Many of these Reits were part of Edcon’s R2.7 billion funding restructure deal last year, which saw both listed and unlisted property companies either taking an equity stake in the struggling retail group or agreeing to a significant rent reduction. The Unemployment Insurance Fund (UIF) and banks were also part of the funding lifeline.
Some of the major SA Reits which have contributed to Edcon’s recapitalisation. Source: Anchor Stockbrokers
Group’s such as L2D, Hyprop and Redefine have had to writedown the value of stakes in Edcon since the deal. While Edcon’s Edgars store still occupies its three-level space within L2D’s trophy Sandton City property, the chain has given up a floor at Eastgate Shopping Centre.
Edcon has also closed its Edgars store at Hyprop’s Rosebank Mall and another in a high-street property owned by Fortress in the Durban CBD. The Edgars store at the Attacq-owned Mall of Africa was also reduced in size to a single level last year.
L2D released a voluntary Sens announcement on the JSE late on Wednesday, noting Edcon’s business rescue announcement.
“L2D management will review the business rescue plan once it is made available,” it said.
“Edcon occupies 33 674m² (3.5%) of L2D’s total portfolio GLA [gross lettable area] at March 31, 2020. As per previous communications, the investment in Edcon as part of the restructuring in March 2019 was carried at a fair value of R17.5 million at December 31, 2019,” it pointed out.
L2D is a much smaller Reit compared to the likes of Redefine and Hyprop, which have offshore exposure in Europe. Consequently, L2D has a higher exposure to Edcon. However, in actual retail space, both Redefine and Hyprop provide much more GLA to Edcon.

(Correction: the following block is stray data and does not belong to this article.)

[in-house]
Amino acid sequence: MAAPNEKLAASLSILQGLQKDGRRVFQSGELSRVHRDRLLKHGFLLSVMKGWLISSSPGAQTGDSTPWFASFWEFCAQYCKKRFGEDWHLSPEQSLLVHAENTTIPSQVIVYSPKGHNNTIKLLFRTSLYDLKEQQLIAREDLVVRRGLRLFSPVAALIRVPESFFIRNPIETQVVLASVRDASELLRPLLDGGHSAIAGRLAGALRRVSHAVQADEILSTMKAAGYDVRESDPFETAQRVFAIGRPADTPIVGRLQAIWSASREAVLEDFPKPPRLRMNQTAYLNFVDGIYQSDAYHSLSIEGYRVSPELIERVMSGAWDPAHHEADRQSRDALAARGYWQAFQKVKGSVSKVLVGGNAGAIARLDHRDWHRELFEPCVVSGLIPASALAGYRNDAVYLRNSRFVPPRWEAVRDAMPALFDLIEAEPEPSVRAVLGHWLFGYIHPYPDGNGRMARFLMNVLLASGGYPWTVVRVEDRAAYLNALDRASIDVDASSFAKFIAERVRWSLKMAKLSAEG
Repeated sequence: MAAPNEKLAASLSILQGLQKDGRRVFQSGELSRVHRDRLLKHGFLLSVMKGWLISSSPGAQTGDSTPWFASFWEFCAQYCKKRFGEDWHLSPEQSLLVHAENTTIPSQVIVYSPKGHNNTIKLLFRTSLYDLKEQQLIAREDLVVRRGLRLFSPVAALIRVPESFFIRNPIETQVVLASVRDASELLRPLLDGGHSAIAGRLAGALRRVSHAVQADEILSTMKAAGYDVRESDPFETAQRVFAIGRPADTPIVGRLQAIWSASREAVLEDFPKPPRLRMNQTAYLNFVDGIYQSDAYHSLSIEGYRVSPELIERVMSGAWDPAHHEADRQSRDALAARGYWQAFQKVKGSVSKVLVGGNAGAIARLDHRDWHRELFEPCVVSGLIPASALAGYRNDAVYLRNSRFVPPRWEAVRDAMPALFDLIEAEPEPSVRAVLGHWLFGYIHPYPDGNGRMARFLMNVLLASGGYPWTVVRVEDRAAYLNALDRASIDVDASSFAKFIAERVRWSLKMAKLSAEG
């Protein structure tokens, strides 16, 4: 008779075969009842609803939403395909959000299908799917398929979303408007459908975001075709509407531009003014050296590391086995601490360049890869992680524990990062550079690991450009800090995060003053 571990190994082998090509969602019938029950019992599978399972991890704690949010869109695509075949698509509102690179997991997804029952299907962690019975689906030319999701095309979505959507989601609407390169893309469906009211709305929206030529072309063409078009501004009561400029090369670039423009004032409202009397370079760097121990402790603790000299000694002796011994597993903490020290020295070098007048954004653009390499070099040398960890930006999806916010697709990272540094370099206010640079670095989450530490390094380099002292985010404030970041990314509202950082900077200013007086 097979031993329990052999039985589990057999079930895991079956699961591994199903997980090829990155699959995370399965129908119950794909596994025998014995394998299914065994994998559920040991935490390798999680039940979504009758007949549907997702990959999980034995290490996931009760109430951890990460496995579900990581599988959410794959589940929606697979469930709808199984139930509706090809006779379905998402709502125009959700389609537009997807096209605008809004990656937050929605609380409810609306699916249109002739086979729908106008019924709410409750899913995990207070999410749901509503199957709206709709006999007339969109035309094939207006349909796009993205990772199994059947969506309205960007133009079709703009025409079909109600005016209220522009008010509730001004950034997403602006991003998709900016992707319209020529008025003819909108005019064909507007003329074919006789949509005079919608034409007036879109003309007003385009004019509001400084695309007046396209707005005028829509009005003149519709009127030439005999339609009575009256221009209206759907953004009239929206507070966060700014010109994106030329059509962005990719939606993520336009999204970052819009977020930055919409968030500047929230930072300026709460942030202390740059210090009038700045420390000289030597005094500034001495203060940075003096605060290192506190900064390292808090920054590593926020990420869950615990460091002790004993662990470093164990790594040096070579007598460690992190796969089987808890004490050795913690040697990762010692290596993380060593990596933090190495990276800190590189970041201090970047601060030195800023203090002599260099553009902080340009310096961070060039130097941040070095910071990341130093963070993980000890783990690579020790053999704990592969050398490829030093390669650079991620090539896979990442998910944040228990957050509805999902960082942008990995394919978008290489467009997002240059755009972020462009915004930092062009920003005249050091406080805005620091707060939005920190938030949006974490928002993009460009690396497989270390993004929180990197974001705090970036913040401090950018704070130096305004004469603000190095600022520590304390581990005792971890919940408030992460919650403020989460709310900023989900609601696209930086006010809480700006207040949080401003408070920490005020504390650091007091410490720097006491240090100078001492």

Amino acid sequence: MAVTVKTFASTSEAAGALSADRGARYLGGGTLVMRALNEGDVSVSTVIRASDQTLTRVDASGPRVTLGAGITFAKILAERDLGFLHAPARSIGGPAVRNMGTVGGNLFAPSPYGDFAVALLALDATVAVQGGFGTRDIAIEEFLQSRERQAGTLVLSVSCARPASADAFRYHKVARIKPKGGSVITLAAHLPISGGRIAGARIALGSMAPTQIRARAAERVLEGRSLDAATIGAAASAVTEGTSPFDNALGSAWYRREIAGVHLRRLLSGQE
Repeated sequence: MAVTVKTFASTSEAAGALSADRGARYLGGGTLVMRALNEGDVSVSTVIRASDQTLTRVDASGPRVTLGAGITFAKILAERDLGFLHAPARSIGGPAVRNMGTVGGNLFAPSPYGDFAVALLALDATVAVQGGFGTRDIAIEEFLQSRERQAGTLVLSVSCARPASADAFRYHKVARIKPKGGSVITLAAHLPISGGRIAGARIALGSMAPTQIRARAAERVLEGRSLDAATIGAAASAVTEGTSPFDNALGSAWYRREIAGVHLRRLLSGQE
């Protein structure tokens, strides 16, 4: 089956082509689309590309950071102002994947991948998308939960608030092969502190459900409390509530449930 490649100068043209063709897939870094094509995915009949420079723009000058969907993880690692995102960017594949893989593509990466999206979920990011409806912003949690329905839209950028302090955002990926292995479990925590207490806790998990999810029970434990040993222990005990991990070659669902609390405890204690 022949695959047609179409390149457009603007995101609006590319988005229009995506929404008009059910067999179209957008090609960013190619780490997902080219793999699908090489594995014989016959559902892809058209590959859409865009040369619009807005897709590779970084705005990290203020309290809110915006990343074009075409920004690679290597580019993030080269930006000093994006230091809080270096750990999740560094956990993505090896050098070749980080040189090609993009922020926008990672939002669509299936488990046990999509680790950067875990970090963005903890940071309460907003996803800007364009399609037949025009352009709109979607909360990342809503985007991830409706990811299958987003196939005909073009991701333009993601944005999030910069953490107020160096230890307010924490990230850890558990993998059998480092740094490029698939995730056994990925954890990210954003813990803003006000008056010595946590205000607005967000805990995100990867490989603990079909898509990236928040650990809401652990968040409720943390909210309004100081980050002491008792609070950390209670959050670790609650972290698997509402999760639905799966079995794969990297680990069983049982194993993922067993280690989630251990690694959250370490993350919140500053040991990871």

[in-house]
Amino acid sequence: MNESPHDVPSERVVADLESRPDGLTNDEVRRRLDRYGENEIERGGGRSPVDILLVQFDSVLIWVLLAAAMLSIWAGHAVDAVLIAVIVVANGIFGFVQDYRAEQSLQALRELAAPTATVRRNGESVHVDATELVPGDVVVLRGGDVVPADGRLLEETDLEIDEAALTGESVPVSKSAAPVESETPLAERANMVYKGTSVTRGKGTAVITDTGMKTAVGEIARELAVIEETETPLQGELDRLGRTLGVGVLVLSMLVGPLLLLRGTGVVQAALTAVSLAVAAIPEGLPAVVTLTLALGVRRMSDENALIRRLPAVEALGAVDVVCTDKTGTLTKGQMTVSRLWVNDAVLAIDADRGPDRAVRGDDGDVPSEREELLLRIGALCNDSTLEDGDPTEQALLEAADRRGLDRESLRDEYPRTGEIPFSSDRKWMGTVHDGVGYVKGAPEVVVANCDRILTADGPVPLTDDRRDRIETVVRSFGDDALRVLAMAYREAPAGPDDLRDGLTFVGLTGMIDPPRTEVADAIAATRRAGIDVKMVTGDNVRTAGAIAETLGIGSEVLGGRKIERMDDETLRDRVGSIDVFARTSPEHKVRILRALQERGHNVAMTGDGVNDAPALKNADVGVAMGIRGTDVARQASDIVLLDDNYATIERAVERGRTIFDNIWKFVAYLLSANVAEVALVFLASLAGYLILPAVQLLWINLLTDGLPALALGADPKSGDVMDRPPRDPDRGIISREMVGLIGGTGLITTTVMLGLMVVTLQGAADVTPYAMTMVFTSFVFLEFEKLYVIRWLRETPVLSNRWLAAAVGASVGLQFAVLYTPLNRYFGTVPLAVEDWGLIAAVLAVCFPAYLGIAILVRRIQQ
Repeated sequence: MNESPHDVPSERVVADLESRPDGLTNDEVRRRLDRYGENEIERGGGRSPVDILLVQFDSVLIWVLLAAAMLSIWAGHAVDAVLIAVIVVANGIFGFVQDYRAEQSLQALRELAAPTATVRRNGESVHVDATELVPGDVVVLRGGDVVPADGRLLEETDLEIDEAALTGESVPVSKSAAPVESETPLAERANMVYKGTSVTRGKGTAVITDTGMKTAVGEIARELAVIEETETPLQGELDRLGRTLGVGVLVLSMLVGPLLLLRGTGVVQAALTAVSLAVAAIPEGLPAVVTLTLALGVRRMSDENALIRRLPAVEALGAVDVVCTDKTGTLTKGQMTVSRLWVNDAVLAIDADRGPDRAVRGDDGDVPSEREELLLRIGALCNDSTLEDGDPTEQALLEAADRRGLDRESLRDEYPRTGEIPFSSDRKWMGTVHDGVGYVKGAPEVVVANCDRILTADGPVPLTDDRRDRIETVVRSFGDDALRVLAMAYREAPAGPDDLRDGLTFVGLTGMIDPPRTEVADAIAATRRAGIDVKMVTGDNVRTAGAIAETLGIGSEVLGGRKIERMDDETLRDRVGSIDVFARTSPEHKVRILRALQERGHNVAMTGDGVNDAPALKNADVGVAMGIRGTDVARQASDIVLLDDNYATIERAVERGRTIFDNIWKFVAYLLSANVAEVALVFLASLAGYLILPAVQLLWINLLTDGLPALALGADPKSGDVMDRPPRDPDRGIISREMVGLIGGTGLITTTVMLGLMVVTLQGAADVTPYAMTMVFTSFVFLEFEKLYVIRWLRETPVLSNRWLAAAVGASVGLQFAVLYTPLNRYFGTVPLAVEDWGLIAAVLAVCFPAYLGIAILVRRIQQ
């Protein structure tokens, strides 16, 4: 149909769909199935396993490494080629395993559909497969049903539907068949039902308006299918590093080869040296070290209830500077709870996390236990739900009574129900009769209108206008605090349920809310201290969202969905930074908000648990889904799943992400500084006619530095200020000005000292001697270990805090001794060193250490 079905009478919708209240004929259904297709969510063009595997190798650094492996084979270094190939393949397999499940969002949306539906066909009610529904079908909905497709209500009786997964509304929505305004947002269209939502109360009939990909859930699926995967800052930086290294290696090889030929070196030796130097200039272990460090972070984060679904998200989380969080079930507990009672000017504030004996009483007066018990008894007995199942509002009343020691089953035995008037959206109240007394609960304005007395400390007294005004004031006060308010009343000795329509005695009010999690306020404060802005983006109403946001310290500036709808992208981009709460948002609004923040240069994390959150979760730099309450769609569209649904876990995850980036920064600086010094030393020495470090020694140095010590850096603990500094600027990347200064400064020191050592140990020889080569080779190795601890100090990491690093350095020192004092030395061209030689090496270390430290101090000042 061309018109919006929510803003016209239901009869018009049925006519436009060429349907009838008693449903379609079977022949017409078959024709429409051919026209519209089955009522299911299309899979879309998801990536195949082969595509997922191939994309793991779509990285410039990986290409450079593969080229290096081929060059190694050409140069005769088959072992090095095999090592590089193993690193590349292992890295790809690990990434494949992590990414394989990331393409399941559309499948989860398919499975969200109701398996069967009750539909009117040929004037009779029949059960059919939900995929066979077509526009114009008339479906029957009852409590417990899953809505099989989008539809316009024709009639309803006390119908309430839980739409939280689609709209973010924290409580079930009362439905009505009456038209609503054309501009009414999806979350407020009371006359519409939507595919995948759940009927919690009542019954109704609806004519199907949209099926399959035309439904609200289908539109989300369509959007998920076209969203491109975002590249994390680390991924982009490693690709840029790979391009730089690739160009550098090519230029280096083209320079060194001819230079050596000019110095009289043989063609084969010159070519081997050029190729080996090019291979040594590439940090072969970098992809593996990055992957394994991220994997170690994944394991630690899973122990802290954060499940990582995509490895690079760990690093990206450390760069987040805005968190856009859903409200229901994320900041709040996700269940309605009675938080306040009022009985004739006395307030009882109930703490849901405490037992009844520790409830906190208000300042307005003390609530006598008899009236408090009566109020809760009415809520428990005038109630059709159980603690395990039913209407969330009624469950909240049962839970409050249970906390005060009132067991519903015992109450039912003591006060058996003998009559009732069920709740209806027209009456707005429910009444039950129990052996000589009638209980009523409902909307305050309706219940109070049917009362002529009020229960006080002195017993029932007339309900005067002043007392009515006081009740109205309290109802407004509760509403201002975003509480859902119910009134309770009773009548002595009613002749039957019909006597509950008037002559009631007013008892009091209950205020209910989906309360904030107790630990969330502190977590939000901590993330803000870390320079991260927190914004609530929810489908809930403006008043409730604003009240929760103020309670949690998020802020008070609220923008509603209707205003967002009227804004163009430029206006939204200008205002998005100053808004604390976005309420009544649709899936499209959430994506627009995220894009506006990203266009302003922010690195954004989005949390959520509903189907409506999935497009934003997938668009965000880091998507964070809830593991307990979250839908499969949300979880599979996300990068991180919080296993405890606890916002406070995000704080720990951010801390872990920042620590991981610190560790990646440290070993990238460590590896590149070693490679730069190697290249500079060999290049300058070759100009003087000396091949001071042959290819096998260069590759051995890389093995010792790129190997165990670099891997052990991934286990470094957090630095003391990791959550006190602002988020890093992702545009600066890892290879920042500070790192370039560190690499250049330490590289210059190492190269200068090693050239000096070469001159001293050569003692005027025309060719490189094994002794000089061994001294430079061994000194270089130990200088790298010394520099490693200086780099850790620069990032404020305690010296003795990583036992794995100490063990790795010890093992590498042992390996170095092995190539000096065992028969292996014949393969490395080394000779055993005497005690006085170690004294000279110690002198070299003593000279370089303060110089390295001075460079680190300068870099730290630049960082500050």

In a Sens statement related to the impact of Covid-19 and Edcon on April 1, Hyprop noted that Edcon currently occupies 50 199m² within its South African malls. The Reit said that this comprised 7.7% of Hyprop’s South African GLA, and 6.6% of its South African income, for the six months ended December 31, 2019.
Smith explains that while Edcon naturally represents a higher percentage of Hyprop’s South African portfolio, when its offshore property assets are taken into account, its overall exposure to Edcon comes down to around 3%.
Stanlib’s head of listed property funds, Keillen Ndlovu, says that with Edcon’s rationalisation, the local Reit sector’s total income exposure to the retailer has reduced from 2% before its restructuring, to around 1% today.
Keillen Ndlovu, Stanlib’s head of listed property funds. Image: Supplied
“Most property companies have either been quite conservative about income from Edcon or have excluded income from the group altogether. However, an Edcon demise will still have a major impact on listed and unlisted retail property counters, because Edcon still has a sizeable exposure to South Africa’s super regional and regional shopping centres,” he points out.
Besides Reits, property groups such as Pareto and Old Mutual also have exposure to the retailer. Pareto owns a small stake in Sandton City, but majority shareholdings in major malls such as Menlyn in Pretoria, Joburg’s Cresta Shopping Centre and The Pavilion in Durban. Old Mutual owns the expansive Gateway Theatre of Shopping in Umhlanga and Cavendish Square in Cape Town.
“Level 4 Covid-19 lockdown restrictions mean that malls will still not operate as usual or to full capacity. For instance, sit-down restaurants and entertainment venues like cinemas won’t being allowed to operate,” says Ndlovu.
“This will impact landlords, not only due to non-payment of rent, but in the event these tenants go out of businesses. Edcon’s troubles certainly add more uncertainty for landlords and who knows when the economy will be fully functioning again,” he adds.
Ndlovu says it will be tough for landlords to fill vacancies that may come up.